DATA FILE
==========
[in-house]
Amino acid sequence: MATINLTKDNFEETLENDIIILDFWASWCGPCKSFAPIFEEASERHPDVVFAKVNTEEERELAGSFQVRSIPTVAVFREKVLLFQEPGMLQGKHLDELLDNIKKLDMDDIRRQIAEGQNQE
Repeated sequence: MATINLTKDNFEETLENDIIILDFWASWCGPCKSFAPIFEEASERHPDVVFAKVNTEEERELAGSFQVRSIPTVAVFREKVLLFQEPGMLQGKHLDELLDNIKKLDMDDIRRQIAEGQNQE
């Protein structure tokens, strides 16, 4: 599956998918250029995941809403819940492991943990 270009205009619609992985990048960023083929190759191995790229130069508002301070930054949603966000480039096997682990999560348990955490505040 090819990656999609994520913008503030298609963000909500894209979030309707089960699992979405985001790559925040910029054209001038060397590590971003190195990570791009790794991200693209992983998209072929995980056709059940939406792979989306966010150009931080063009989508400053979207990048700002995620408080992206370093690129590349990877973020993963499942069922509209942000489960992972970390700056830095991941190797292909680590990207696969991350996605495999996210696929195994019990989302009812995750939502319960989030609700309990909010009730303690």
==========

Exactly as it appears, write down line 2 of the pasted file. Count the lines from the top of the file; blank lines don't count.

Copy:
Amino acid sequence: MATINLTKDNFEETLENDIIILDFWASWCGPCKSFAPIFEEASERHPDVVFAKVNTEEERELAGSFQVRSIPTVAVFREKVLLFQEPGMLQGKHLDELLDNIKKLDMDDIRRQIAEGQNQE